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Everything posted by HarryA

  1. How fast is an MLX90614 IR temperature sensor? https://www.electronics-lab.com/project/infrared-thermometer-arduino-mlx90614-temperature-sensor/
  2. You need to create a pulse that goes from low to high and back again to low. Like the first pulse B: If you connect a resistor ( say 10k perhaps ) from the pulse in line to ground that will hold it low. Then connect your switch from the pulse in line to the Vcc the supply voltage. When you switch on the switch you create the rising edge like pulse B above. See line 4 below. When you open the switch you get the trailing edge of pulse B above. That is the transition for line 5 below. The function table may differ from this one for the one-shot you use. Remember if your switch is closed longer than the output pulse you create be sure to use a nonretriggerable chip. Analog makes chips of this type also: the LTC6993 family of one-shots. .
  3. The circuit below uses edge triggering so you get an output on the rising edge and the falling edge of a pulse. The SN74LVCIG123 is a surface mount component but there is a throw hole chip; the 74123. The 74123 is a retriggerable monostable multivibrator (one shot). Retriggerable means that the output persist as long as the input is applied so if you switch closure is longer than the output pulse it still remains high. The 74121 is a nonretriggerable version. If you use a two position selector switch that would work; selecting ground or high. Else you may have to use retriggerable monostable to get a real pulse if you use a simple push button; as input to the circuit.
  4. Doing a prototype of the circuit as shown below using a voltage regulator as I have no 5 volt Zeners: I used 1N007 diodes and a LM7805 regulator. Transformer output 13.85 Vac 17.3 Vdc at the capacitors. What I got for ripple voltage at the capacitor was: 536 mvpp with 1523 mfd cap. 140 mv ac with multimeter 288 mvpp with 3005 mfd cap 71 mv 200 mvpp with 4454 mfd cap. 48 mv 140 mvpp with 6050 mfd cap 36 mv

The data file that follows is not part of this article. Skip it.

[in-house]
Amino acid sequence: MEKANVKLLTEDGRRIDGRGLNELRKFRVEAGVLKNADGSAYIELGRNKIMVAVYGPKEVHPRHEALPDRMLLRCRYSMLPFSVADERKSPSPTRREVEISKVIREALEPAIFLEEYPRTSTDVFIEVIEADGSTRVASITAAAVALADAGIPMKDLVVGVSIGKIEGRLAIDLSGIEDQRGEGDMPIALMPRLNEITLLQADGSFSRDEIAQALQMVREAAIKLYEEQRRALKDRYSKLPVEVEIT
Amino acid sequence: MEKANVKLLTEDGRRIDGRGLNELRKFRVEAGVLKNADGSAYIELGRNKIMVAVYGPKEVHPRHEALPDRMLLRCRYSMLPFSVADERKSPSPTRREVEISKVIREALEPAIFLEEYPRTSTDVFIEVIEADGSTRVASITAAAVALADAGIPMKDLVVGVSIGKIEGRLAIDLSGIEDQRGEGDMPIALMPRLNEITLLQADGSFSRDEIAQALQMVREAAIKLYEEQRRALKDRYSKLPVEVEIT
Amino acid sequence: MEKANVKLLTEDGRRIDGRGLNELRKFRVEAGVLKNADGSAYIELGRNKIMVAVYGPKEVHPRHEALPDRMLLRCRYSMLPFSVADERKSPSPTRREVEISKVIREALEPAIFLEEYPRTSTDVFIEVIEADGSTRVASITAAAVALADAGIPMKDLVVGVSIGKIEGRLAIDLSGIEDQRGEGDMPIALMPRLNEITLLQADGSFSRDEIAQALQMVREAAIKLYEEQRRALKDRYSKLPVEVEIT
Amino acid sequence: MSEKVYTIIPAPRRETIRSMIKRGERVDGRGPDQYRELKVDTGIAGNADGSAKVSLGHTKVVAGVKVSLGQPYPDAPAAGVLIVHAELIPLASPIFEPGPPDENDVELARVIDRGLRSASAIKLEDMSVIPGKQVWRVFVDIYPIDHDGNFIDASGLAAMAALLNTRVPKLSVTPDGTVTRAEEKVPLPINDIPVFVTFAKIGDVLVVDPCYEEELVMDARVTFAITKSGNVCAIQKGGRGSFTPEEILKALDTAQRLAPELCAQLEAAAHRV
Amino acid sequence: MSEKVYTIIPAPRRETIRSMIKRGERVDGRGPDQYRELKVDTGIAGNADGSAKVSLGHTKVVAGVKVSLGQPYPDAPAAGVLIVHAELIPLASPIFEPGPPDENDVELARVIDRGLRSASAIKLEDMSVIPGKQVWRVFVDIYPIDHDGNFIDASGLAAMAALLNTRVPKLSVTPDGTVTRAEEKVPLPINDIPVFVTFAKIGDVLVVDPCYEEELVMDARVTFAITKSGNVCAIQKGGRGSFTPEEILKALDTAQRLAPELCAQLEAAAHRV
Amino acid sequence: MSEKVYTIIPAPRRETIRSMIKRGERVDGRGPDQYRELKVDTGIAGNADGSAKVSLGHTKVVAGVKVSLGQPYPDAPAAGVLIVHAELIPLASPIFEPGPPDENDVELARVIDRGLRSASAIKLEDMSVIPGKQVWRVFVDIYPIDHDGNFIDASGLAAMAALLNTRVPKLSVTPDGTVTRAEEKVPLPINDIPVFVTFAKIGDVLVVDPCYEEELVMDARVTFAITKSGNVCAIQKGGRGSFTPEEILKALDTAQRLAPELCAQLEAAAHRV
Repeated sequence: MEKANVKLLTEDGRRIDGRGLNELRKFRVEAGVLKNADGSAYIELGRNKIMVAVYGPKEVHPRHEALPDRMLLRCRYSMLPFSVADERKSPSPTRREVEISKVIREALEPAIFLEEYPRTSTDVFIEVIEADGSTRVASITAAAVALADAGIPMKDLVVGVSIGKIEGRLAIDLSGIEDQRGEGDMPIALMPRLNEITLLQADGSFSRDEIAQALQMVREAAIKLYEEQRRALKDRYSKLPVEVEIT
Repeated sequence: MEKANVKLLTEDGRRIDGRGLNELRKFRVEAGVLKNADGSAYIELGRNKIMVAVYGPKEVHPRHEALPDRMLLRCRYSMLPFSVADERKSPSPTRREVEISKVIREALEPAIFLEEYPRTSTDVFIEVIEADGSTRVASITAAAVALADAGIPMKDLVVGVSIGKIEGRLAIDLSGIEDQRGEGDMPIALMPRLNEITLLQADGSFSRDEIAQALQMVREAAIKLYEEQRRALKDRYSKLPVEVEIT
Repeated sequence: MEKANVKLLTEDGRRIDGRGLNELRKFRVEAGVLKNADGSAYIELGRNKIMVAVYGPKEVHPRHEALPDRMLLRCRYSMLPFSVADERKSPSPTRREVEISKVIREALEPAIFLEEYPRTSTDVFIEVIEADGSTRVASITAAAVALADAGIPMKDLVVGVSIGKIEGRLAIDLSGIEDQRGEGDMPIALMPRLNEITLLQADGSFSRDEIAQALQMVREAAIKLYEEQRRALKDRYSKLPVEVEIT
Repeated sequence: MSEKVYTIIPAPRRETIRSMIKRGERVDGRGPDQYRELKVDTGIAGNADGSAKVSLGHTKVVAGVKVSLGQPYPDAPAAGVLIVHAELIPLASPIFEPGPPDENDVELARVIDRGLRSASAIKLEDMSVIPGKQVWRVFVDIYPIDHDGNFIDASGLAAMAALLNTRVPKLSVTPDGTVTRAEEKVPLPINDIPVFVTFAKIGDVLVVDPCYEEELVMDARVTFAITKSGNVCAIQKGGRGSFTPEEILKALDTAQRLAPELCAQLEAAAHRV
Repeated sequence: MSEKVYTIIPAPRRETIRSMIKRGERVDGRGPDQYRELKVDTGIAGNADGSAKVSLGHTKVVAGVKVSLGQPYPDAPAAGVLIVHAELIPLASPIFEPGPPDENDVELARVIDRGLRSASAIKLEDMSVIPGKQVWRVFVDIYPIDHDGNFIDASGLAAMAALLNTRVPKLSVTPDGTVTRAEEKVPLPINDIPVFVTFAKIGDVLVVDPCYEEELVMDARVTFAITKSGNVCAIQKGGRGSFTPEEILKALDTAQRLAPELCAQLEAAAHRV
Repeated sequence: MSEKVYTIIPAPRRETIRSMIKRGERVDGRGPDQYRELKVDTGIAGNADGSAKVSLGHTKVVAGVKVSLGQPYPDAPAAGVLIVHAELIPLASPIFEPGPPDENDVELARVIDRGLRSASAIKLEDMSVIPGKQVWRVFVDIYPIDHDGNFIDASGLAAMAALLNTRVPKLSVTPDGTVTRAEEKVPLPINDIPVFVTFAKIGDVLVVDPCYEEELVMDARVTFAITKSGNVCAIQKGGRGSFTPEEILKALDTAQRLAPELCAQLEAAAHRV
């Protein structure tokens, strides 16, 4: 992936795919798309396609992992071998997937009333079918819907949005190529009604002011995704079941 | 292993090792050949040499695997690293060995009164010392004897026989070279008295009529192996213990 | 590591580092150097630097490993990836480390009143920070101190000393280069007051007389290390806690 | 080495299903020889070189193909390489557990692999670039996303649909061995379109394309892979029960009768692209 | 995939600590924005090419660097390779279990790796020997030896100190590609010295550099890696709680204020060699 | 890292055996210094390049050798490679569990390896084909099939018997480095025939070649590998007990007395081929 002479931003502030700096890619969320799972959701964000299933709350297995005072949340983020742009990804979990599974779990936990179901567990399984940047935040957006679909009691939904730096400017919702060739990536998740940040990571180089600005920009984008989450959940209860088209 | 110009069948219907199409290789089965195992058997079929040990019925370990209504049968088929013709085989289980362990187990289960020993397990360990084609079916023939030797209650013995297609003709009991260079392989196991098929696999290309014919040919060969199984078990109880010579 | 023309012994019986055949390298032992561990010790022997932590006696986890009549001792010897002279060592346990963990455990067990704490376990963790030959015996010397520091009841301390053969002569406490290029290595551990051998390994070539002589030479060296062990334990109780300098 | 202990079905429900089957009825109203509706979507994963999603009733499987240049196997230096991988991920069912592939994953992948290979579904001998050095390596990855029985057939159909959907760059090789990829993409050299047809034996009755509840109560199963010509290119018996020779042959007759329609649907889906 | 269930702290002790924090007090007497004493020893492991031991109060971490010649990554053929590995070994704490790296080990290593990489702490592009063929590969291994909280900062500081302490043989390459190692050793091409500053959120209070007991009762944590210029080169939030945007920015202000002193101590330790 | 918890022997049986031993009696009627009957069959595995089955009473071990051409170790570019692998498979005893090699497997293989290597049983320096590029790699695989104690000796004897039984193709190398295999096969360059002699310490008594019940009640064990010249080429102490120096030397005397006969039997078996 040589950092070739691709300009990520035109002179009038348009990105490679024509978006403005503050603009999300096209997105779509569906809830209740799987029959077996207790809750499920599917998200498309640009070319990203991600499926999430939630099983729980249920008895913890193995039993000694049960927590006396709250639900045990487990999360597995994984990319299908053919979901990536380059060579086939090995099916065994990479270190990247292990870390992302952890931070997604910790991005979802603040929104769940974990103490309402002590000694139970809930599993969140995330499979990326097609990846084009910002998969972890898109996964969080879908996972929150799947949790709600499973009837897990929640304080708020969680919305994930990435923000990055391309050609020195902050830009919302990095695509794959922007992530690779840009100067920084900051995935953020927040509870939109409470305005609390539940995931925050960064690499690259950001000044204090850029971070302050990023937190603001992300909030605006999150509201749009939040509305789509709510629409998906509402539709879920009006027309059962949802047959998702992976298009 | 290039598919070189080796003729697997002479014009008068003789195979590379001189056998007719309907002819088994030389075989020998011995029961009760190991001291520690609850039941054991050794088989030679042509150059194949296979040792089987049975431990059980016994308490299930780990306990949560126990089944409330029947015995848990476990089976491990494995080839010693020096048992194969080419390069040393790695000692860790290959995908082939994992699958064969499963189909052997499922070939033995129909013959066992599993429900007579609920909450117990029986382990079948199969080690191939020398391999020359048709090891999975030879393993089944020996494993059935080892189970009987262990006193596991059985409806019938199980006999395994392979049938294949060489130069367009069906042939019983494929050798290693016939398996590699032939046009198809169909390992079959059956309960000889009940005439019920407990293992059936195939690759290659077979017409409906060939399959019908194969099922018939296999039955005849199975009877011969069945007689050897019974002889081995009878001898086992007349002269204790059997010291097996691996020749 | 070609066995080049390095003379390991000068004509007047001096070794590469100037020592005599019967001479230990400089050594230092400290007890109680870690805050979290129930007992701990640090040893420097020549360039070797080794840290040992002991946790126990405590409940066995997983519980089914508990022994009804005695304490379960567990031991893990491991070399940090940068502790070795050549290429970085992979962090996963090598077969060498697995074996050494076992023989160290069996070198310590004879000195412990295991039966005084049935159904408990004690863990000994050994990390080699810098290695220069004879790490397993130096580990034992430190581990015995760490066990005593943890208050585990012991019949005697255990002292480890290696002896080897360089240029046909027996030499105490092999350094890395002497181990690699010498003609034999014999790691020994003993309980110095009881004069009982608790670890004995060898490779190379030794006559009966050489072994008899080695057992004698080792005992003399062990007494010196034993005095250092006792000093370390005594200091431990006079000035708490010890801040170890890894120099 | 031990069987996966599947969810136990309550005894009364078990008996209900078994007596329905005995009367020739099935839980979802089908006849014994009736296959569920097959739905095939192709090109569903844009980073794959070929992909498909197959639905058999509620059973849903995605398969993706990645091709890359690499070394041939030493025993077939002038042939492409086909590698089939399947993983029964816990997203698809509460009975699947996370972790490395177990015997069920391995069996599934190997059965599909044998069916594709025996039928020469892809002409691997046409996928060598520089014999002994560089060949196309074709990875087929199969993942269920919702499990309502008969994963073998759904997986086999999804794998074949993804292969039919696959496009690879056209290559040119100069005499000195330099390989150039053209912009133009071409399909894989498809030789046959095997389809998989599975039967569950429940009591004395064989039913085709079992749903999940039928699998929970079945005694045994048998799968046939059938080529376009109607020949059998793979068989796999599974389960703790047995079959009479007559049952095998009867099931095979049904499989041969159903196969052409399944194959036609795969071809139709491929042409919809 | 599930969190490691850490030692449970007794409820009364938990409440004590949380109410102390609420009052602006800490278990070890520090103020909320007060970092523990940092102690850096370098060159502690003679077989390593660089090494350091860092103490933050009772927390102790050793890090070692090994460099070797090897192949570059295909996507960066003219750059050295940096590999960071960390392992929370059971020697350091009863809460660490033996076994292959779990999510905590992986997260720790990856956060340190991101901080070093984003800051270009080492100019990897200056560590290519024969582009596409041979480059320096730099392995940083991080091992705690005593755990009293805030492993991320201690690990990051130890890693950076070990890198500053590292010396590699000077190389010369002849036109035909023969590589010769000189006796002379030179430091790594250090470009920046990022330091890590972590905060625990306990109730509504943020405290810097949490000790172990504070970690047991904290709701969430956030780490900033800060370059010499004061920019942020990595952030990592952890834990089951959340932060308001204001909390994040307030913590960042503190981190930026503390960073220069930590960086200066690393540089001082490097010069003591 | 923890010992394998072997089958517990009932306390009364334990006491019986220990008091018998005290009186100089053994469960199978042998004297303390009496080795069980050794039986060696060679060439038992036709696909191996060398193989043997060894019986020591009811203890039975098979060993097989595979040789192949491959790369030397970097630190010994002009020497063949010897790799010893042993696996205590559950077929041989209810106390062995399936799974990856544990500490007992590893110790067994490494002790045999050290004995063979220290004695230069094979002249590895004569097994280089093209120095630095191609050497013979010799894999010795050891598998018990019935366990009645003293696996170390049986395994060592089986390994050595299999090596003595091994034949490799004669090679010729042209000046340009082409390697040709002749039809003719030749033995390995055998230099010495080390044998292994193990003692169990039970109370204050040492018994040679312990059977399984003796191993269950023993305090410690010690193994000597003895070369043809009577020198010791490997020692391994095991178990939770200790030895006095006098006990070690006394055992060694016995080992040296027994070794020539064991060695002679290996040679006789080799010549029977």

5. It looks similar to: y[n]=0; for(i=0; i<n; i++) y[n] += x * b; see: http://pdfserv.maximintegrated.com/en/an/AN3386.pdf What language is that? Never seen (long long) before. Perhaps like a double in C ?
  6. The 12 volt transformer supplies a peak voltage of: Vpeak = 12 * square root of 2 = 12 * 1.4 = 16.8 With 16.8 volts into the bridge we subtract 0.7 volts for each diode. As the current passes through 2 diodes for 1.4 volts. Vdc = 16.8 - 1.4 = 15.4 without a load. The actual loaded voltage will be more likely around 14 volts as we will see later with a capacitor and load. I am using 20ma LED here. For the capacitor: ------------------ ripple voltage Vr: Vr = (0.0024) * I/C = 100 mv C = 0.0024 * I / Vr = 0.0024 * (0.120A / 0.10V) = 0.00288 F 0r: C = 2880 micro-farad from Schertz and Monk "Practial Electronics for Inventors" section 11.6 For a Zener diode ------------------ Lets try the 5.1 volt 1N4733A. As 5.0 volt Zeners are hard to find. For the 1N4733A Zener diode the value of Vz is 5.1V and Pz is 500 milliWatts now with a Vdc (dc supply voltage) of 14V the value of R2 will be: Rs = (Vdc - Vz)/Iz Rs = (14 - 5.1)/Iz Iz = Pz/Vz = 500mW / 5.1V = 98mA max. Thus Rs = (14 - 5.1)/98ma = 90.8 ohms Rs = 91 ohms (approx) 91 ohms is a standard. The power/watts into R2 will be: Pr2 = V^2/Rs = ((14 - 5.1)^2)/Rs = (8.9 * 8.9)/91 = 0.87 watts or 2 watts in practice. So with a load of 120 ma the voltage drop across Rs: Vrs = 91 * 0.12 = 10.92 volts ........oops! Looks we only have 14 - 10.92 = 3.08 for the load and the Zener is out of business! Lets try a 1 watt Zener and 5.1 volts: Iz = 1.0 watt / 5.1 volts = 0.196 A or 196 ma. Rs = (14 - 5.1)/ 0.196A = 45.4 ohms or 47 ohms standard Voltage drop across Rs at full load: Vrs = 47 * 0.12 = 5.4 volts; Or 14v - 5.4v = 8.6 volts for the Zener to chew on. The power/watts into R2 will be: Pr2 = V^2/Rs = ((14 - 5.1)^2)/Rs = (8.9 * 8.9)/47 = 1.685 watts or 2 watts or better in practice. Next we can run this through the simulator and see what it looks like. (to be continued).
  7. Are you interesting in designing a circuit using mathematical equations or are you interested in building a power supply using proportional engineering (as a 6.3 volt filament transformer should work)? Proportional engineering is the way I build most things. Are you looking for help here?
  8. Without a diagram of the circuit it is impossible to help you in spite of the good photographs. It reminds me of the game tossing set mouse traps between players 🤪
  9. Help NASA explore the moon and win up to 30,000$. See: https://www.herox.com/crowdsourcing-projects/government